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Problems with email redirections

Some emails don't reach my GMail, Outlook, Yahoo, etc.

On AlternC, you configured email forwarding, meaning that all emails you receive in your Koumbit mailbox (let's call it the "Koumbit mailbox") are redirected to another GMail, Outlook, Yahoo or other mailbox (let's call it the "destination mailbox"). The problem is that someone tried to contact you from their email address (let's call it the "source mailbox") and that email did not make it to your "destination mailbox". Instead, the person received an error message in their "source mailbox" from GMail, Outlook or Yahoo saying that their email bounced. If you go to Roundcube (mail.koumbit.net), you can see the email from the "source mailbox", but it didn't make it to your "destination mailbox": it didn't fall into Spam, it just seems to have disappeared.

What is going on?

How the Internet protects itself from spammers

The problem comes from the spam protection mechanisms commonly used on the Internet, namely the SPF and DKIM mechanisms.

The SPF mechanism ("Sender Policy Framework") allows a website to confirm the IP addresses through which emails can be sent. It is a confirmation from the server that sent the email that it comes from an IP address that has the right to send emails. A hacker who took control of a computer and sent spam would have little chance of having a valid SPF, unless the server hacked has permission to send email.

The DKIM ("DomainKeys Identified Mail") mechanism allows a Website to sign an email, authenticating it as valid email. This signature comes from a piece of information (a "key") that is located on the server. A hacker who took control of a server with a valid SPF could not send signed emails unless he had access to this key, which is often well protected.

This is why hackers try to take control of existing mailboxes: these mailboxes normally have a valid SPF and can send signed emails with DKIM.

What does this have to do with email forwarding?

So here's what happens when you redirect an email:

So the SPF of the email shows the address 200.201.202, which is no longer accurate when the email is redirected from Koumbit. The email will not be blocked by Koumbit, but when it arrives at the "destination mailbox", it will definitely have an invalid SPF. The server that has the "destination mailbox" will see the email arrive from (Koumbit's server), while the SPF included with the email indicates that the valid server is 200.201.202.

The DKIM, on the other hand, should be correct, if there were no changes to the email during its transfer. The DKIM will fail if the email was modified en route: if lines were added before being sent by the "source mailbox" server, or by the Koumbit server during transfer.

The "destination mailbox" servers use varying rules, but will generally accept an email:

  • That passes SPF and DKIM (ideal situation),
  • Who passes SPF and fails DKIM (which should not happen in our case),
  • Who fails SPF and passes DKIM (which should be our case most of the time).

If an email fails SPF and DKIM, it is often rejected by the "destination mailbox" server.

What should we conclude from this? A redirected email will arrive at the "destination mailbox" only if its DKIM is correct. This implies two factors:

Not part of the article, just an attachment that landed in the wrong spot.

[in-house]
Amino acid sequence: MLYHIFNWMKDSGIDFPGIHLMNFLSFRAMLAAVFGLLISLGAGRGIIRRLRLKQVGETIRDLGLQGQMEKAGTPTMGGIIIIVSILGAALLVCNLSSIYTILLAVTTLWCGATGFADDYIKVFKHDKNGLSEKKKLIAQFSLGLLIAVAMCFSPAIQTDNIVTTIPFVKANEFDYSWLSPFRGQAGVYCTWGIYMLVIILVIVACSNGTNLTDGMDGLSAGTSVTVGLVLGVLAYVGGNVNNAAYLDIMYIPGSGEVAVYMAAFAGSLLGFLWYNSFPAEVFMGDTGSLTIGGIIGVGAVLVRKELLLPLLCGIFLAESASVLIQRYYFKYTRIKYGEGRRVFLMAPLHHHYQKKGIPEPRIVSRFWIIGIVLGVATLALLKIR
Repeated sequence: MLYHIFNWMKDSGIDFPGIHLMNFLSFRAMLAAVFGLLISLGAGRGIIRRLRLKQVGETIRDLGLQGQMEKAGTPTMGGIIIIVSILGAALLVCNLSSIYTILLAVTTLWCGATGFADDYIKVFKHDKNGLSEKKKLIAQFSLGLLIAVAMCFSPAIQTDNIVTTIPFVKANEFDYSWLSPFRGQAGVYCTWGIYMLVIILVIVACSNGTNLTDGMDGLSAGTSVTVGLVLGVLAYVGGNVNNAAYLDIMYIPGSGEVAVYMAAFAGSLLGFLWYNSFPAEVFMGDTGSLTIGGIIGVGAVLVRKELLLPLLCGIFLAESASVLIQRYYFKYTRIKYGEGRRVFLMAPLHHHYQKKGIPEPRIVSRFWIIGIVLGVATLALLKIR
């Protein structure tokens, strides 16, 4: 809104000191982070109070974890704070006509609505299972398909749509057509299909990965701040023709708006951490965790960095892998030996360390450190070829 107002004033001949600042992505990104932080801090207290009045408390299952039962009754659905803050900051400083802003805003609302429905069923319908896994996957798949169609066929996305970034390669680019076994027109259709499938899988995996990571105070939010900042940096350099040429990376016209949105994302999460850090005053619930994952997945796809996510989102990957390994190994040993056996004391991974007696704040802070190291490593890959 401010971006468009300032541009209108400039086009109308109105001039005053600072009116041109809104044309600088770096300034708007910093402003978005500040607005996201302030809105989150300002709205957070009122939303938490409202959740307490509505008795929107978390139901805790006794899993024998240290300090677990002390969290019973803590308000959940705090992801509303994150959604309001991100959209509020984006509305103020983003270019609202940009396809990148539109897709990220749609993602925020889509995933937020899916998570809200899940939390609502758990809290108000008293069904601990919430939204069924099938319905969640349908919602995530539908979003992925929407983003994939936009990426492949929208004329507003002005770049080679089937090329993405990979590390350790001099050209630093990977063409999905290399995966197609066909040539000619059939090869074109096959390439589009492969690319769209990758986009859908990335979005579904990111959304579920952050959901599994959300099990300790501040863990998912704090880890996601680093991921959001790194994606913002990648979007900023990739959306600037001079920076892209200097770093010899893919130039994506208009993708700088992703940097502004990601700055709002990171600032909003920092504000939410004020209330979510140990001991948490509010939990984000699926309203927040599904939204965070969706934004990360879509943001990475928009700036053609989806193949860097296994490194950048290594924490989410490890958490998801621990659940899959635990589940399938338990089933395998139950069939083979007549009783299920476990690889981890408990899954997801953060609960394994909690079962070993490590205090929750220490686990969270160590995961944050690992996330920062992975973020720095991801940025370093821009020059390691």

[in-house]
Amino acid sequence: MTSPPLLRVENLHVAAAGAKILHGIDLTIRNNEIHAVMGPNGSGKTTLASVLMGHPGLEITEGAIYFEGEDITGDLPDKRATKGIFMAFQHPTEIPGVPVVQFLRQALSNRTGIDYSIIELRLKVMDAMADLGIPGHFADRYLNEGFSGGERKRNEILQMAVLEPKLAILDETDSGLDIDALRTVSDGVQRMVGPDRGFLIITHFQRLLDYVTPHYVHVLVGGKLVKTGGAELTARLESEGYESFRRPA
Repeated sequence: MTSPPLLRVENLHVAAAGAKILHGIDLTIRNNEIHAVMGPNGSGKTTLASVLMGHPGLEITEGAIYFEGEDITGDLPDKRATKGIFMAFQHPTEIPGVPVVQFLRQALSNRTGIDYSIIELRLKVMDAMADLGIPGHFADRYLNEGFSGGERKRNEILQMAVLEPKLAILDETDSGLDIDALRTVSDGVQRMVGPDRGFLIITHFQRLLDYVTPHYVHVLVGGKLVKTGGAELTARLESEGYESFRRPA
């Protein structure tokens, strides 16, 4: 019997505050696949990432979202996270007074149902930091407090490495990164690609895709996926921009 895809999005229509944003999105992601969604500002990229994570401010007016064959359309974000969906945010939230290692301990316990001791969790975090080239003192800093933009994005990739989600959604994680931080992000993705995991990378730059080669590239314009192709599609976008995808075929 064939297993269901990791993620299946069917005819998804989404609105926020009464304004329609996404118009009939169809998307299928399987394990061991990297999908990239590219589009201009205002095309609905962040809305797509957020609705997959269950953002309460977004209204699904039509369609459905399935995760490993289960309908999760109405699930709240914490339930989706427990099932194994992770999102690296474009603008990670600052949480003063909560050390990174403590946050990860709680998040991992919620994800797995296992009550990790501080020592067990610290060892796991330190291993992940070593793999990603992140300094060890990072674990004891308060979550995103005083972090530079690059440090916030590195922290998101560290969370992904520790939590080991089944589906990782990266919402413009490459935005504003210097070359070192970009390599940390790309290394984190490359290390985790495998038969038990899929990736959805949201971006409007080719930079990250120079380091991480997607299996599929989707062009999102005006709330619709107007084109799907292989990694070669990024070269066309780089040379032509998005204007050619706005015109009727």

• The DKIM must be correctly configured on the server of the "source mailbox",
  • The email must not be modified between the time it is signed and its arrival on the "destination mailbox" server.

Koumbit ensures that no changes are made during the transfer. However, Koumbit has no control over the servers that send the email! If that server is misconfigured and does not sign the email correctly with DKIM, or if that server changes the email after it has been signed, then the email will fail DKIM.


The protocols for sending emails were not designed to ensure that emails remain perfectly synchronized across multiple mailboxes. This is what happens here: the emails are in two mailboxes at the same time: the "Koumbit mailbox" and the "destination mailbox". There is a mechanism that ensures that emails are synchronized between your computer and the server (the IMAP protocol), but there is no mechanism that ensures that multiple mailboxes on multiple servers have the same emails. It will always be a bit dangerous to keep your emails in several mailboxes at the same time.

We therefore propose three solutions to avoid these problems:

  1. Avoid redirection entirely and use tools such as Thunderbird, Outlook or online email through the Roundcube web interface.
  2. Eliminate the mailboxes at Koumbit and redirect all emails directly to the desired destination through an MX entry. This tells the internet that, for example, all emails from "yourwebsite.org" should not be routed to Koumbit, but rather to another service, like GMail. Note that all emails from the site must be redirected to the same place: for a given site, there cannot be one GMail address, one Outlook address, etc.
  3. Keep the redirection as it is, but keep an eye on the Roundcube web interface to see if any emails arrived at Koumbit but did not make it to the "destination mailbox".

Another way to look at email is this: Given the ecological cost of an email, is it really relevant to want to keep it in two mailboxes at the same time?

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